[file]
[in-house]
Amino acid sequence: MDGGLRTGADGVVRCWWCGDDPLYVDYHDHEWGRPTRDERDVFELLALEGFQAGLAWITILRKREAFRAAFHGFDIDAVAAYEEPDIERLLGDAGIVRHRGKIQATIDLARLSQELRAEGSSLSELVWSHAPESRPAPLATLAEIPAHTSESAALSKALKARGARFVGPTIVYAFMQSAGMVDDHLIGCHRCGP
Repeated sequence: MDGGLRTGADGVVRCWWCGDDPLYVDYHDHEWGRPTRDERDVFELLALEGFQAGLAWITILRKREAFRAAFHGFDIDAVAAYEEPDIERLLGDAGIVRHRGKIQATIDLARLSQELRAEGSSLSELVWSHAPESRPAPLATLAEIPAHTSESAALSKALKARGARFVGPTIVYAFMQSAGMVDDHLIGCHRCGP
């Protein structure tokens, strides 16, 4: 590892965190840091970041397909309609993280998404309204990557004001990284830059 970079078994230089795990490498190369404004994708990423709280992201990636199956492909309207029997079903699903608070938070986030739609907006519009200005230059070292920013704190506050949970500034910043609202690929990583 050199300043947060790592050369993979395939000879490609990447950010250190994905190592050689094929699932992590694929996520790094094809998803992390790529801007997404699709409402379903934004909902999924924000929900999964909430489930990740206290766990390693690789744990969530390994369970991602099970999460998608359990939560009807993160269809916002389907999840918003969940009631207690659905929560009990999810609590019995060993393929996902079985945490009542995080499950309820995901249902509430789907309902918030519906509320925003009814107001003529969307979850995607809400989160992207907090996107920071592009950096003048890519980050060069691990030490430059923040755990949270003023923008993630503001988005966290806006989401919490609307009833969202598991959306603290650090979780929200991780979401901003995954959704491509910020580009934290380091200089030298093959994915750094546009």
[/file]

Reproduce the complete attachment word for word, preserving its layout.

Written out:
[in-house]
Amino acid sequence: MDGGLRTGADGVVRCWWCGDDPLYVDYHDHEWGRPTRDERDVFELLALEGFQAGLAWITILRKREAFRAAFHGFDIDAVAAYEEPDIERLLGDAGIVRHRGKIQATIDLARLSQELRAEGSSLSELVWSHAPESRPAPLATLAEIPAHTSESAALSKALKARGARFVGPTIVYAFMQSAGMVDDHLIGCHRCGP
Repeated sequence: MDGGLRTGADGVVRCWWCGDDPLYVDYHDHEWGRPTRDERDVFELLALEGFQAGLAWITILRKREAFRAAFHGFDIDAVAAYEEPDIERLLGDAGIVRHRGKIQATIDLARLSQELRAEGSSLSELVWSHAPESRPAPLATLAEIPAHTSESAALSKALKARGARFVGPTIVYAFMQSAGMVDDHLIGCHRCGP
């Protein structure tokens, strides 16, 4: 590892965190840091970041397909309609993280998404309204990557004001990284830059 970079078994230089795990490498190369404004994708990423709280992201990636199956492909309207029997079903699903608070938070986030739609907006519009200005230059070292920013704190506050949970500034910043609202690929990583 050199300043947060790592050369993979395939000879490609990447950010250190994905190592050689094929699932992590694929996520790094094809998803992390790529801007997404699709409402379903934004909902999924924000929900999964909430489930990740206290766990390693690789744990969530390994369970991602099970999460998608359990939560009807993160269809916002389907999840918003969940009631207690659905929560009990999810609590019995060993393929996902079985945490009542995080499950309820995901249902509430789907309902918030519906509320925003009814107001003529969307979850995607809400989160992207907090996107920071592009950096003048890519980050060069691990030490430059923040755990949270003023923008993630503001988005966290806006989401919490609307009833969202598991959306603290650090979780929200991780979401901003995954959704491509910020580009934290380091200089030298093959994915750094546009």